Goals are where the potential issues are: only Harry Kane and Danny Welbeck have scored more than ten goals in their international careers and – unlike previous tournaments – they aren’t going to get much help in that respect from the midfield. In some respects Kane is comparable to Romelu Lukaku – he’s two months younger and they have similar strike rates in international games – but we don’t have anyone like Kevin DeBruyne or even Marouane Fellaini behind them.
The other problem with Belgium might be familiarity. Eleven of the Belgian squad play in the Premier League and four of them belong to Spurs – that’s only one fewer Tottenham player than in the England squad. But it’s also worth remembering that since their fourth place finish in Mexico ’86, Belgium haven’t got past the second round in a European based World Cup Finals tournament since 1990. Here’s a reminder of the last time they got that far:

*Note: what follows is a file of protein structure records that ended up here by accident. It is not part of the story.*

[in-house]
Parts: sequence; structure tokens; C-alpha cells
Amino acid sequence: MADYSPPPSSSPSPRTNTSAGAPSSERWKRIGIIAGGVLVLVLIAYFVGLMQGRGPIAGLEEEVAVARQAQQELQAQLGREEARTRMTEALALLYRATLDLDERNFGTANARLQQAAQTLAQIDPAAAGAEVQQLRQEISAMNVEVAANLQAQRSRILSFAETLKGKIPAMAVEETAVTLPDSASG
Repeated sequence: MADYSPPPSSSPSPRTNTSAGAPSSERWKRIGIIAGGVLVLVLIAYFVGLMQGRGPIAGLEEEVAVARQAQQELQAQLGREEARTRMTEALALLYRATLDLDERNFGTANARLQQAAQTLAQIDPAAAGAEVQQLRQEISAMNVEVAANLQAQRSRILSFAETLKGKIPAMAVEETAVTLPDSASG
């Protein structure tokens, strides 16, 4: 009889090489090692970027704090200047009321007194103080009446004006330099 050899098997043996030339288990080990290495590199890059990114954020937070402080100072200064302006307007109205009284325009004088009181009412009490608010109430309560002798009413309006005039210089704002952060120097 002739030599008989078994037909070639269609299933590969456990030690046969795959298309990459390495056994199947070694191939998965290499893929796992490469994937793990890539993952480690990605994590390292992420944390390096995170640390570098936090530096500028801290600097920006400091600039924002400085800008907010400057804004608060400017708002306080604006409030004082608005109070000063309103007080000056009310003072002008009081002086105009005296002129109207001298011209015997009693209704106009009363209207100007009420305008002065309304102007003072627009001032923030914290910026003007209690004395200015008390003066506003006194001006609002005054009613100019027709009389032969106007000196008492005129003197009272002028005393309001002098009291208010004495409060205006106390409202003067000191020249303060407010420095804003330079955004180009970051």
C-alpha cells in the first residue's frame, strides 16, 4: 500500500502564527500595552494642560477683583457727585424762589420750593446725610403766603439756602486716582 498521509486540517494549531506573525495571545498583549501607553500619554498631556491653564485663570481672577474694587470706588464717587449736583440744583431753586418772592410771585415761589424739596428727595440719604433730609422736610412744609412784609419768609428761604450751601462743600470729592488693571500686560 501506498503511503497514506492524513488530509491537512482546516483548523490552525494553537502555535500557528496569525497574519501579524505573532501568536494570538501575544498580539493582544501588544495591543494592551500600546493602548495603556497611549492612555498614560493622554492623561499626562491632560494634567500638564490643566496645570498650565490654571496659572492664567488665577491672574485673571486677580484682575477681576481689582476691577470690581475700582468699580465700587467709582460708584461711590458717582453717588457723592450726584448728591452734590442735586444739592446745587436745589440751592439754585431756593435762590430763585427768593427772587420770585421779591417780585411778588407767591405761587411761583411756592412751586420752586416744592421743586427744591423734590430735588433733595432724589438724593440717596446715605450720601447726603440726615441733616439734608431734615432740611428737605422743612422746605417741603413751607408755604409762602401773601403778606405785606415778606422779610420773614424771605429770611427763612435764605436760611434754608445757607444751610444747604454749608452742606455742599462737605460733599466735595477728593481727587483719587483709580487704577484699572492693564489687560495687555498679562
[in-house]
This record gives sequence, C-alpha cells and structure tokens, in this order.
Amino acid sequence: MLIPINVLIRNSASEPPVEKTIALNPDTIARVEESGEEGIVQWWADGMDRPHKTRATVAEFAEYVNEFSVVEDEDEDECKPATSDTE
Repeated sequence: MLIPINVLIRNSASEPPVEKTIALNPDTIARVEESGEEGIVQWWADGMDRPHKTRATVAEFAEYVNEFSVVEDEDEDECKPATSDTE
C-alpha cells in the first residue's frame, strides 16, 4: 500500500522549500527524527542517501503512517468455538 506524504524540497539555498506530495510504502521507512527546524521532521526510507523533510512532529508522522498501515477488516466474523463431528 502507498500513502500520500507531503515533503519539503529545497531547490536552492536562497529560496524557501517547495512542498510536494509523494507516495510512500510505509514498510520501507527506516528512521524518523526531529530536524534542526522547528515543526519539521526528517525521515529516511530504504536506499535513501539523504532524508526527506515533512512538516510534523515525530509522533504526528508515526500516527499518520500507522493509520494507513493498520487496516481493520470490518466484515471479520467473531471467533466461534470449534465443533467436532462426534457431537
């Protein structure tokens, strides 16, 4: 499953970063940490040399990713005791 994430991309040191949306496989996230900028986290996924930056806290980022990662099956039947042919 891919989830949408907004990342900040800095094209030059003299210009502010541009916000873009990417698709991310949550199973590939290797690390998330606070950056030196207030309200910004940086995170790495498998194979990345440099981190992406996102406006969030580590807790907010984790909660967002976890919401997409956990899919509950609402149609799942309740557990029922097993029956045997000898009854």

Assuming we do get out of Group G – and a draw with Belgium should probably be enough – our next opponents will be one of the qualifiers from Group H. That section has been widely predicted as the most open of all the groups this summer and I’d agree with that: although Colombia reached the second round in Italia 90, it’s been 36 years since Poland qualified from the group stage in a ‘European’ World Cup and neither Japan nor Senegal have ever done that. We could be in trouble if it’s Poland: they’ve been rated higher in than us in the ever reliable (!) FIFA rankings since February 2017 and although they’ve not beaten us for 45 years, records like that are made to be broken.